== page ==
Fabrications are not-self. If fabrications were self, these fabrications would not lend themselves to dis-ease, and it would be possible (to say) with regard to fabrication, ‘Let my fabrications be thus. Let my fabrications not be thus.’

    But precisely because fabrications are not-self, fabrications lend themselves to dis-ease, and it is not possible (to say) with regard to fabrications, ‘Let my fabrications be thus. Let my fabrications not be thus.’

    Consciousness is not-self. If consciousness were self, this consciousness would not lend itself to dis-ease, and it would be possible (to say) with regard to consciousness, ‘Let my consciousness be thus. Let my consciousness not be thus.’

    But precisely because consciousness is not-self, consciousness lends itself to dis-ease, and it is not possible (to say) with regard to consciousness, ‘Let my consciousness be thus. Let my consciousness not be thus.’

    How do you construe this, monks—Is form constant or inconstant?”

    “Inconstant, lord.”

    “And is that which is inconstant easeful or stressful?”

    “Stressful, lord.”

    “And is it fitting to regard what is inconstant, stressful, subject to change as: ‘This is mine. This is my self. This is what I am’?”

    “No, lord.”

    “How do you construe this, monks—Is feeling constant or inconstant?”

    “Inconstant, lord.”

    “And is that which is inconstant easeful or stressful?

    “Stressful, lord.”

    “And is it fitting to regard what is inconstant, stressful, subject to change as: ‘This is mine. This is my self. This is what I am’?”

    “No, lord.”

    “How do you construe this, monks—Is perception constant or inconstant?” “Inconstant, lord.” “And is that which is inconstant easeful or stressful?”

    “Stressful, lord.”

    “And is it fitting to regard what is inconstant, stressful, subject to change as: ‘This is mine. This is my self. This is what I am’?”

    “No, lord.”

    “How do you construe this, monks—Are fabrications constant or inconstant?”

    “Inconstant, lord.”

    “And is that which is inconstant easeful or stressful?”  

    “Stressful, lord.”

    “And is it fitting to regard what is inconstant, stressful, subject to change as: ‘This is mine. This is my self. This is what I am’?”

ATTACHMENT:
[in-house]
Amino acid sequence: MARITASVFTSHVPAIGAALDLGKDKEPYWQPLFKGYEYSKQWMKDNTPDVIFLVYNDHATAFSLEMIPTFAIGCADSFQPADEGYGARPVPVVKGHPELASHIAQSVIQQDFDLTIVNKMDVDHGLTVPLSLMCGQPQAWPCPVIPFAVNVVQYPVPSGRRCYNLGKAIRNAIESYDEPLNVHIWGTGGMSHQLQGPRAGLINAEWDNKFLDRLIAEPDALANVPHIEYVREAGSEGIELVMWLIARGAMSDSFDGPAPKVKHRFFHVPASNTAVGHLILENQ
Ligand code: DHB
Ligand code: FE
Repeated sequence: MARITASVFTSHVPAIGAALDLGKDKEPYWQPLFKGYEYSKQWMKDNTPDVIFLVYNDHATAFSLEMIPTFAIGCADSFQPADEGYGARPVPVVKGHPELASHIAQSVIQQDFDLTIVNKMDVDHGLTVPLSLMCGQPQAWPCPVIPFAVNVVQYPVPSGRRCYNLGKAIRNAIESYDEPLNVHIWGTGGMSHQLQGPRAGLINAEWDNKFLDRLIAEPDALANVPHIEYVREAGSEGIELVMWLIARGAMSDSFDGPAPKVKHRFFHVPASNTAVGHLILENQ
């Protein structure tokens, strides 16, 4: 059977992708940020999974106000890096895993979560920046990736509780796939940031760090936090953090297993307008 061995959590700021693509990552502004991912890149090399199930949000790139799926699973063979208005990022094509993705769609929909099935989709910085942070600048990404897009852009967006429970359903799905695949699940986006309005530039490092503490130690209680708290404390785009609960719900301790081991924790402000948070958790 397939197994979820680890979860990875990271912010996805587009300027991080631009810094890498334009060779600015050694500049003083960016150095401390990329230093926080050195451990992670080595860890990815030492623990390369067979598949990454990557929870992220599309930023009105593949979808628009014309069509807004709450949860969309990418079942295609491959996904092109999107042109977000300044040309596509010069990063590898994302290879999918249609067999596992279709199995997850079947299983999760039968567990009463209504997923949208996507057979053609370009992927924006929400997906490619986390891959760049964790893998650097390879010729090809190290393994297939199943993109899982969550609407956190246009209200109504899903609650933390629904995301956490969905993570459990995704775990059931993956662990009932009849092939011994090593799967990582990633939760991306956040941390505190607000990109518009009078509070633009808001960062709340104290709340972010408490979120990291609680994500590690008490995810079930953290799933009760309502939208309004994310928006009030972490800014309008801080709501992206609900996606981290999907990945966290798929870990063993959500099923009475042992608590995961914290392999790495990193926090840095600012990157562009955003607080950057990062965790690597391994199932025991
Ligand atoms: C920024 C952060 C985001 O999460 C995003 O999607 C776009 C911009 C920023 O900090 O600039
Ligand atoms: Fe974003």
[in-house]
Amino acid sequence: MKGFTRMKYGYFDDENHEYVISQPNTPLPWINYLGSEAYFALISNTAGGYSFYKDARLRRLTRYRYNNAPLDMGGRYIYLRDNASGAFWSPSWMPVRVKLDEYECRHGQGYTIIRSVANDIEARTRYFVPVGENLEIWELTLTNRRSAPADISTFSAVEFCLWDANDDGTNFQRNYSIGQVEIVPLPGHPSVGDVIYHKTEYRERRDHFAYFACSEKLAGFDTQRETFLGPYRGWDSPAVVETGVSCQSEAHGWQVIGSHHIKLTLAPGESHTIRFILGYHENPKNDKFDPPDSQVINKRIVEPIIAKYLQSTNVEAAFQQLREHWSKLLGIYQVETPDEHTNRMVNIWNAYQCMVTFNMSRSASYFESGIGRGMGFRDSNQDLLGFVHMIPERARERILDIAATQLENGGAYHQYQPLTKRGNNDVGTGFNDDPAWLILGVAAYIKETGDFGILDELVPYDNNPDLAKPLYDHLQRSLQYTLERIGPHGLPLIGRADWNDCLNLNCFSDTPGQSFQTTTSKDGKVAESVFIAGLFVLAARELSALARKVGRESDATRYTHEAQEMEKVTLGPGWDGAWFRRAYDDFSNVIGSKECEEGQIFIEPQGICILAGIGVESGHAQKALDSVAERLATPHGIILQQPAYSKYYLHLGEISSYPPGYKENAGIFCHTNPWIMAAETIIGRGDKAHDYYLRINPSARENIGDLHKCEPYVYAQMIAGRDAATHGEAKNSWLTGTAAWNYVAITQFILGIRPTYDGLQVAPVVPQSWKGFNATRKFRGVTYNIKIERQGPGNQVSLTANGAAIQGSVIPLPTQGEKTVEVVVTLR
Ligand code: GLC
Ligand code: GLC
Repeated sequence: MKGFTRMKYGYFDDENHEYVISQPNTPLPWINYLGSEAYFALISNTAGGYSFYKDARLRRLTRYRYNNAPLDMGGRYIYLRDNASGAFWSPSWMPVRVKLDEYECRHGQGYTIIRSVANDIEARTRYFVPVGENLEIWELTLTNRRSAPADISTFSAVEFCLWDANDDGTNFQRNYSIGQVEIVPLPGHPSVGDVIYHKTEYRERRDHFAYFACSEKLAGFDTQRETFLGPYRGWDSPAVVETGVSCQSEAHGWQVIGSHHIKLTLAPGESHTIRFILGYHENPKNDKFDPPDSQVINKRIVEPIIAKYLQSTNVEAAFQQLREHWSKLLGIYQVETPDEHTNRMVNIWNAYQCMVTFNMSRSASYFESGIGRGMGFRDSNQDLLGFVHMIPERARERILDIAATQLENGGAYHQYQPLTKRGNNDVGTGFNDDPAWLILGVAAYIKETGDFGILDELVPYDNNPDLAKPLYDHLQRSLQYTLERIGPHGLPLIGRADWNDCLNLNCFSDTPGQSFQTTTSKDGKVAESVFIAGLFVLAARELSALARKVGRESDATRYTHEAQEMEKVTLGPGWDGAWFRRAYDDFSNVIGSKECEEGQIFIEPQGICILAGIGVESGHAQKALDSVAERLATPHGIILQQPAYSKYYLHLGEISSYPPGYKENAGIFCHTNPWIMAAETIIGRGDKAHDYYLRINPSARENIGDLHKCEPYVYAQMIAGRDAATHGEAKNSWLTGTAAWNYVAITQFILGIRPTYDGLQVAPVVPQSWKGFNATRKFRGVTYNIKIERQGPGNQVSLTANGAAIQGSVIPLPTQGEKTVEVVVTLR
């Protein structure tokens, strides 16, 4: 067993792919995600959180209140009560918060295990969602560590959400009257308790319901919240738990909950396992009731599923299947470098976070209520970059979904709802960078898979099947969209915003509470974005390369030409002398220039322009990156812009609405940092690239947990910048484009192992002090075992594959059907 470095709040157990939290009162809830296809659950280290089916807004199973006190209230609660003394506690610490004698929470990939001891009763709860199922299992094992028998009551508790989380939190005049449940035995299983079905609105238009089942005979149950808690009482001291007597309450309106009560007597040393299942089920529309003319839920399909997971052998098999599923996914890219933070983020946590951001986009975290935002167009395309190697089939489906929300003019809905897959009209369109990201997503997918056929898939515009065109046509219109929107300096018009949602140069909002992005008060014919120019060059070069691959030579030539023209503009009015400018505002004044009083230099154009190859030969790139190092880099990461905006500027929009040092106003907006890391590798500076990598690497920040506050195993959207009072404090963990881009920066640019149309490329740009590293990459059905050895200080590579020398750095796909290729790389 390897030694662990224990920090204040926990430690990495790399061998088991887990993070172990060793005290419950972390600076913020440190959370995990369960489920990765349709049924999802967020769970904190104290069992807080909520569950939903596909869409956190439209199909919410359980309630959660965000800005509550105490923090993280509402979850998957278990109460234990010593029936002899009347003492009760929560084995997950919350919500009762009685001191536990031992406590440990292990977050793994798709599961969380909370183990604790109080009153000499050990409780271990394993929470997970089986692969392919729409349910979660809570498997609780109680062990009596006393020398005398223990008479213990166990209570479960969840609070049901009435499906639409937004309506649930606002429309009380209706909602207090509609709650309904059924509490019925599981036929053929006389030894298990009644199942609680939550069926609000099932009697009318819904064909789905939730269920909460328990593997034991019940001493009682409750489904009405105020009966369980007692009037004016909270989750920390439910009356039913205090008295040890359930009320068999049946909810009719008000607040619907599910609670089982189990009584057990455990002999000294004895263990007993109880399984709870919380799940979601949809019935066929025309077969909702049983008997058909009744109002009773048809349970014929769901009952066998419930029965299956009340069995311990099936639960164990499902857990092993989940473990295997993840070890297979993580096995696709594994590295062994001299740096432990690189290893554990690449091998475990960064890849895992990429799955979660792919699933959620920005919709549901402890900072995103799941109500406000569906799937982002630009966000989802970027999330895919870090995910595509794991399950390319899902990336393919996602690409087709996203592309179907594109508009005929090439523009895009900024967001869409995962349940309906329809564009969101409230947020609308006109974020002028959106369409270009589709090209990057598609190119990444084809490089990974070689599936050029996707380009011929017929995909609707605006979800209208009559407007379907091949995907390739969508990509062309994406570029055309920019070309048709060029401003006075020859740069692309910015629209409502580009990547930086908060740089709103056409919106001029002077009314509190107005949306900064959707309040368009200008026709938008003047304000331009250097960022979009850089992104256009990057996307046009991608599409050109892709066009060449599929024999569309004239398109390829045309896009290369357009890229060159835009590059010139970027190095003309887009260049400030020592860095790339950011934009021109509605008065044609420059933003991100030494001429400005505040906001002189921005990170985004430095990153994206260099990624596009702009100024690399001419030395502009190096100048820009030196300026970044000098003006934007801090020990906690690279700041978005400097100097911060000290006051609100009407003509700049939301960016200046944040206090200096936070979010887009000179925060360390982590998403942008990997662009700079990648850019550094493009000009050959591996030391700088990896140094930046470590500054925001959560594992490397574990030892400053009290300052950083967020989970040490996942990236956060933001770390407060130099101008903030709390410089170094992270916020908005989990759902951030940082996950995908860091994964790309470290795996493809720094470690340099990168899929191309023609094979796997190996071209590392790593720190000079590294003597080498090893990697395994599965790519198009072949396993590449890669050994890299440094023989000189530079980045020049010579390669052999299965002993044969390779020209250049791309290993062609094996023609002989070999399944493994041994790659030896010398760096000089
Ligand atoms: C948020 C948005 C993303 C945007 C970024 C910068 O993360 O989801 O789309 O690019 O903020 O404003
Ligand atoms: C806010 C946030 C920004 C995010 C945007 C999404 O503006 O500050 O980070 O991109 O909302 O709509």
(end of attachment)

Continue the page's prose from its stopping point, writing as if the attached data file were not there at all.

“No, lord.”

    “How do you construe this, monks—Is consciousness constant or inconstant?”

    “Inconstant, lord.”

    “And is that which is inconstant easeful or stressful?”

    “Stressful, lord.”

    “And is it fitting to regard what is inconstant, stressful, subject to change as: ‘This is mine. This is my self. This is what I am’?”

     “No, lord.”

    To be continued in next post.......

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    • “Thus, monks, any form whatsoever—past, future, or present; internal or external; blatant or subtle; common or sublime; far or near: every form—is to be seen as it has come to be with right discernment as: ‘This is not mine. This is not my self. This is not what I am.’

      Any feeling whatsoever—past, future, or present; internal or external; blatant or subtle; common or sublime; far or near: every feeling—is to be seen as it has come to be with right discernment as: ‘This is not mine. This is not my self. This is not what I am.’

      Any perception whatsoever—past, future, or present; internal or external; blatant or subtle; common or sublime; far or near: every perception—is to be seen as it has come to be with right discernment as: ‘This is not mine. This is not my self. This is not what I am.’

      Any fabrications whatsoever—past, future, or present; internal or external; blatant or subtle; common or sublime; far or near: all fabrications are to be seen as they have come to be with right discernment as: ‘This is not mine. This is not my self. This is not what I am.’

      Any consciousness whatsoever—past, future, or present; internal or external; blatant or subtle; common or sublime; far or near: every consciousness—is to be seen as has come to be with right discernment as: ‘This is not mine. This is not my self. This is not what I am.’

      Seeing thus, the instructed noble disciple grows disenchanted with form, disenchanted with feeling, disenchanted with perception, disenchanted with fabrications, & disenchanted with consciousness.

      Disenchanted, he becomes dispassionate. Through dispassion, he is released.

      With release, there is the knowledge, ‘Released.’ He discerns that, ‘Birth is ended, the holy life fulfilled, the task done. There is nothing further for this world.’” monks, through lack of clinging, were released from mental effluents.

      _________________________________

      From: A Chanting Guide, Pali Passages with English Translations,
      The Dhammayut Order, United States of America

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      • This is interesting!